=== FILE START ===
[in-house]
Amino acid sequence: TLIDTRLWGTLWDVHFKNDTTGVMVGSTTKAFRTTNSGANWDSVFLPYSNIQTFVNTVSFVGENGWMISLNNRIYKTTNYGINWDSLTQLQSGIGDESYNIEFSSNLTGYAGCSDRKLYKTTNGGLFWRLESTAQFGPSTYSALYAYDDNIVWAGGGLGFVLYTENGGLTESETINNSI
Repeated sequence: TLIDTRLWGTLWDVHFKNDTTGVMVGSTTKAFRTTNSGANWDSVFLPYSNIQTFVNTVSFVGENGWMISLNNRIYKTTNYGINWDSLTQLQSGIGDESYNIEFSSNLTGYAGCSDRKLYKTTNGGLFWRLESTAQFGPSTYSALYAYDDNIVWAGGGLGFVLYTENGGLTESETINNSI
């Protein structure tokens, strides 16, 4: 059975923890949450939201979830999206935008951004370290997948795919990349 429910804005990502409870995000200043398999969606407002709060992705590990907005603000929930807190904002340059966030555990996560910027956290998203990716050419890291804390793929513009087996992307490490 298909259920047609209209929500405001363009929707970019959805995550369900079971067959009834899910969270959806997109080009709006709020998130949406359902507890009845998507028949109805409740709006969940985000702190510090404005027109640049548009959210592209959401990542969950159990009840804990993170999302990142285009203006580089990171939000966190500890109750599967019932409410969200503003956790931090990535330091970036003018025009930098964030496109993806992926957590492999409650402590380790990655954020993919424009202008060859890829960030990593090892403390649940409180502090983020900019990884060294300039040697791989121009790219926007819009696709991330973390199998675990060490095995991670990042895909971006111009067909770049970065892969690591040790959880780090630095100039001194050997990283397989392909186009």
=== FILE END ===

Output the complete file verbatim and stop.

[in-house]
Amino acid sequence: TLIDTRLWGTLWDVHFKNDTTGVMVGSTTKAFRTTNSGANWDSVFLPYSNIQTFVNTVSFVGENGWMISLNNRIYKTTNYGINWDSLTQLQSGIGDESYNIEFSSNLTGYAGCSDRKLYKTTNGGLFWRLESTAQFGPSTYSALYAYDDNIVWAGGGLGFVLYTENGGLTESETINNSI
Repeated sequence: TLIDTRLWGTLWDVHFKNDTTGVMVGSTTKAFRTTNSGANWDSVFLPYSNIQTFVNTVSFVGENGWMISLNNRIYKTTNYGINWDSLTQLQSGIGDESYNIEFSSNLTGYAGCSDRKLYKTTNGGLFWRLESTAQFGPSTYSALYAYDDNIVWAGGGLGFVLYTENGGLTESETINNSI
């Protein structure tokens, strides 16, 4: 059975923890949450939201979830999206935008951004370290997948795919990349 429910804005990502409870995000200043398999969606407002709060992705590990907005603000929930807190904002340059966030555990996560910027956290998203990716050419890291804390793929513009087996992307490490 298909259920047609209209929500405001363009929707970019959805995550369900079971067959009834899910969270959806997109080009709006709020998130949406359902507890009845998507028949109805409740709006969940985000702190510090404005027109640049548009959210592209959401990542969950159990009840804990993170999302990142285009203006580089990171939000966190500890109750599967019932409410969200503003956790931090990535330091970036003018025009930098964030496109993806992926957590492999409650402590380790990655954020993919424009202008060859890829960030990593090892403390649940409180502090983020900019990884060294300039040697791989121009790219926007819009696709991330973390199998675990060490095995991670990042895909971006111009067909770049970065892969690591040790959880780090630095100039001194050997990283397989392909186009």